Host paths and other PVs

This document show you how to set up a Kubernetes PersistentVolume and PersistentVolumeClaim, which can be used as storage for WebLogic domain homes and log files. A PersistentVolume can be shared by multiple WebLogic domains or dedicated to a particular domain.


The following prerequisites must be fulfilled before proceeding with the creation of the volume:

  • Create a Kubernetes Namespace for the PersistentVolumeClaim unless the intention is to use the default namespace. Note that a PersistentVolumeClaim has to be in the same namespace as the Domain that uses it.
  • Make sure that all the servers in the WebLogic domain are able to reach the storage location.
  • Make sure that the host directory that will be used, already exists and has the appropriate file permissions set.

Storage locations

PersistentVolumes can point to different storage locations, for example NFS servers or a local directory path. For a list of available options, see the Kubernetes documentation.

Note regarding HostPath: In a single-node Kubernetes cluster, such as may be used for testing or proof of concept activities, HOST_PATH provides the simplest configuration. In a multinode Kubernetes cluster, a HOST_PATH that is located on shared storage mounted by all nodes in the Kubernetes cluster is the simplest configuration. If nodes do not have shared storage, then NFS is probably the most widely available option. There are other options listed in the referenced table.

The PersistentVolume for the domain must be created using the appropriate tools before running the script to create the domain. In the simplest case, namely the HOST_PATH provider, this means creating a directory on the Kubernetes master and ensuring that it has the correct permissions:

$ mkdir -m 777 -p /path/to/domain1PersistentVolume

Note regarding NFS: In the current GA version, the Oracle Container Engine for Kubernetes supports network block storage that can be shared across nodes with access permission RWOnce (meaning that only one can write, others can read only). At this time, the WebLogic on Kubernetes domain created by the WebLogic Kubernetes Operator, requires a shared file system to store the WebLogic domain configuration, which MUST be accessible from all the pods across the nodes. As a workaround, you need to install an NFS server on one node and share the file system across all the nodes.

PersistentVolume GID annotation

The HOST_PATH directory permissions can be made more secure by using a Kubernetes annotation on the PersistentVolume that provides the group identifier (GID) which will be added to pods using the PersistentVolume.

For example, if the GID of the directory is 6789, then the directory can be updated to remove permissions other than for the user and group along with the PersistentVolume being annotated with the specified GID:

$ chmod 770 /path/to/domain1PersistentVolume
$ kubectl annotate pv domain1-weblogic-sample-pv

After the domain is created and servers are running, the group ownership of the PersistentVolume files can be updated to the specified GID which will provide read access to the group members. Typically, files created from a pod onto the PersistentVolume will have UID 1000 and GID 1000 which is the oracle user from the WebLogic Server image.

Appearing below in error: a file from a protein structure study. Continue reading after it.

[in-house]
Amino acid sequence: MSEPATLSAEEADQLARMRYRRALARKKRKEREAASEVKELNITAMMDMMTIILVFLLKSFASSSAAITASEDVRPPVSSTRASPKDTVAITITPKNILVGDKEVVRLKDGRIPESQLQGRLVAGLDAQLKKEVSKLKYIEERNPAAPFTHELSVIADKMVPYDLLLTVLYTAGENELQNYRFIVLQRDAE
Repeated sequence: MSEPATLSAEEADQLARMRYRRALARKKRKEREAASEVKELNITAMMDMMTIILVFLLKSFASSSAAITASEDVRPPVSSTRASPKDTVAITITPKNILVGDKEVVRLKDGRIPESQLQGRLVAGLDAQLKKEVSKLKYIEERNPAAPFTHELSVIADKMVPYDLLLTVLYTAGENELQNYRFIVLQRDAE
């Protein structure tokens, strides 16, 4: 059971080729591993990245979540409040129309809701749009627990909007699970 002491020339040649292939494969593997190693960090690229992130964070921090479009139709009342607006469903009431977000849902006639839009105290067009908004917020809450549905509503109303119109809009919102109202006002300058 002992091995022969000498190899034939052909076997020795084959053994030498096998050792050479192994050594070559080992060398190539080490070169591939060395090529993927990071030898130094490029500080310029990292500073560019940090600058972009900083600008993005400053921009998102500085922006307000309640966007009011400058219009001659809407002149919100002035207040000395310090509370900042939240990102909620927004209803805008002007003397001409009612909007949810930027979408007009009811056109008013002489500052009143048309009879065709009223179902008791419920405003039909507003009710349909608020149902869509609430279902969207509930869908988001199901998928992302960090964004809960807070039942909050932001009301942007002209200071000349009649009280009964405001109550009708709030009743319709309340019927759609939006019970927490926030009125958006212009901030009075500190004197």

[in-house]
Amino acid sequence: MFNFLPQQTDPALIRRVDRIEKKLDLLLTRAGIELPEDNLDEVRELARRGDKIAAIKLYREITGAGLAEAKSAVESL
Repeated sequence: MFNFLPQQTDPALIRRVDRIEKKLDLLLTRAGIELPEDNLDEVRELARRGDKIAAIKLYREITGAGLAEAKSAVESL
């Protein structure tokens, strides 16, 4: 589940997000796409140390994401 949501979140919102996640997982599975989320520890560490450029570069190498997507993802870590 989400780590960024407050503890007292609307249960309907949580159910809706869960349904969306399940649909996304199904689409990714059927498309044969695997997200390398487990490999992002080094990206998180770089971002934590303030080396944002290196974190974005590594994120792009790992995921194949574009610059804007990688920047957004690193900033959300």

An example of updating the group ownership on the PersistentVolume would be as follows:

$ cd /path/to/domain1PersistentVolume
$ sudo chgrp 6789 applications domains logs stores
$ sudo chgrp -R 6789 domains/
$ sudo chgrp -R 6789 logs/

YAML files

Persistent volumes and claims are described in YAML files. For each PersistentVolume, you should create one PersistentVolume YAML file and one PersistentVolumeClaim YAML file. In the following example, you will find two YAML templates, one for the volume and one for the claim. As stated previously, they either can be dedicated to a specific domain, or shared across multiple domains. For the use cases where a volume will be dedicated to a particular domain, it is a best practice to label it with weblogic.domainUID=[domain name]. This makes it easy to search for, and clean up resources associated with that particular domain.

For sample YAML templates, refer to the PersistentVolumes example.

Kubernetes resources

After you have written your YAML files, use them to create the PersistentVolume by creating Kubernetes resources using the kubectl create -f command:

$ kubectl create -f pv.yaml
$ kubectl create -f pvc.yaml

Verify the results

To confirm that the PersistentVolume was created, use these commands:

$ kubectl describe pv <persistent volume name>
$ kubectl describe pvc -n NAMESPACE <persistent volume claim name>

Common problems

This section provides details of common problems that might occur while running the script and how to resolve them.

PersistentVolume provider not configured correctly

Possibly the most common problem experienced during testing was the incorrect configuration of the PersistentVolume provider. The PersistentVolume must be accessible to all Kubernetes Nodes, and must be able to be mounted as Read/Write/Many. If this is not the case, the PersistentVolume creation will fail.

The simplest case is where the HOST_PATH provider is used. This can be either with one Kubernetes Node, or with the HOST_PATH residing in shared storage available at the same location on every node (for example, on an NFS mount). In this case, the path used for the PersistentVolume must have its permission bits set to 777.

Further reading